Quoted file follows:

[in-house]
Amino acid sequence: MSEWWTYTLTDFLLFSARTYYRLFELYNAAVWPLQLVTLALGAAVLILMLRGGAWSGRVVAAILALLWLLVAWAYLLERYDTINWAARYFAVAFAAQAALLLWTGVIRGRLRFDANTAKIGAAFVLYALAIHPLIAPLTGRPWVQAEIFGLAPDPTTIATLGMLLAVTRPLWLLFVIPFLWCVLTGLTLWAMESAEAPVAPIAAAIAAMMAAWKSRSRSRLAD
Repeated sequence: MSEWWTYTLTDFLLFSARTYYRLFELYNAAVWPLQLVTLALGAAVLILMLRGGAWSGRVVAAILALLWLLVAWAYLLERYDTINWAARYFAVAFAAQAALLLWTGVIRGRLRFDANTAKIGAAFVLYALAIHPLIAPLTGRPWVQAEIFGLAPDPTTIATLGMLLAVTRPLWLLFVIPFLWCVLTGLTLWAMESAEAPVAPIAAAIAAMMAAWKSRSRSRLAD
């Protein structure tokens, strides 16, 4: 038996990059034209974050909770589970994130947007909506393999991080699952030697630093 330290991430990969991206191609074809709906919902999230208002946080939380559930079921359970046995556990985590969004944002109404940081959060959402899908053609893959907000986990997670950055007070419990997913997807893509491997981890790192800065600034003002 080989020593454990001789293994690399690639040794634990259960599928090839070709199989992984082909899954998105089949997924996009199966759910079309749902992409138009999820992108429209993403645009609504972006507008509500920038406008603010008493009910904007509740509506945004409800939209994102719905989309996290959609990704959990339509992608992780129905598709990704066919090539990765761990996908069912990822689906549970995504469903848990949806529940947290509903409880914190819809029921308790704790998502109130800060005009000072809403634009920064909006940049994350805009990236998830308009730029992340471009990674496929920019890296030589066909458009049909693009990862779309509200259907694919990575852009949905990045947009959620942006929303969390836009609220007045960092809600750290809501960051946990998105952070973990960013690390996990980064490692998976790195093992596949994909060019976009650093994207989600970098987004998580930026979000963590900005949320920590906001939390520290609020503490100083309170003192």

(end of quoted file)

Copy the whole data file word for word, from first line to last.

[in-house]
Amino acid sequence: MSEWWTYTLTDFLLFSARTYYRLFELYNAAVWPLQLVTLALGAAVLILMLRGGAWSGRVVAAILALLWLLVAWAYLLERYDTINWAARYFAVAFAAQAALLLWTGVIRGRLRFDANTAKIGAAFVLYALAIHPLIAPLTGRPWVQAEIFGLAPDPTTIATLGMLLAVTRPLWLLFVIPFLWCVLTGLTLWAMESAEAPVAPIAAAIAAMMAAWKSRSRSRLAD
Repeated sequence: MSEWWTYTLTDFLLFSARTYYRLFELYNAAVWPLQLVTLALGAAVLILMLRGGAWSGRVVAAILALLWLLVAWAYLLERYDTINWAARYFAVAFAAQAALLLWTGVIRGRLRFDANTAKIGAAFVLYALAIHPLIAPLTGRPWVQAEIFGLAPDPTTIATLGMLLAVTRPLWLLFVIPFLWCVLTGLTLWAMESAEAPVAPIAAAIAAMMAAWKSRSRSRLAD
């Protein structure tokens, strides 16, 4: 038996990059034209974050909770589970994130947007909506393999991080699952030697630093 330290991430990969991206191609074809709906919902999230208002946080939380559930079921359970046995556990985590969004944002109404940081959060959402899908053609893959907000986990997670950055007070419990997913997807893509491997981890790192800065600034003002 080989020593454990001789293994690399690639040794634990259960599928090839070709199989992984082909899954998105089949997924996009199966759910079309749902992409138009999820992108429209993403645009609504972006507008509500920038406008603010008493009910904007509740509506945004409800939209994102719905989309996290959609990704959990339509992608992780129905598709990704066919090539990765761990996908069912990822689906549970995504469903848990949806529940947290509903409880914190819809029921308790704790998502109130800060005009000072809403634009920064909006940049994350805009990236998830308009730029992340471009990674496929920019890296030589066909458009049909693009990862779309509200259907694919990575852009949905990045947009959620942006929303969390836009609220007045960092809600750290809501960051946990998105952070973990960013690390996990980064490692998976790195093992596949994909060019976009650093994207989600970098987004998580930026979000963590900005949320920590906001939390520290609020503490100083309170003192």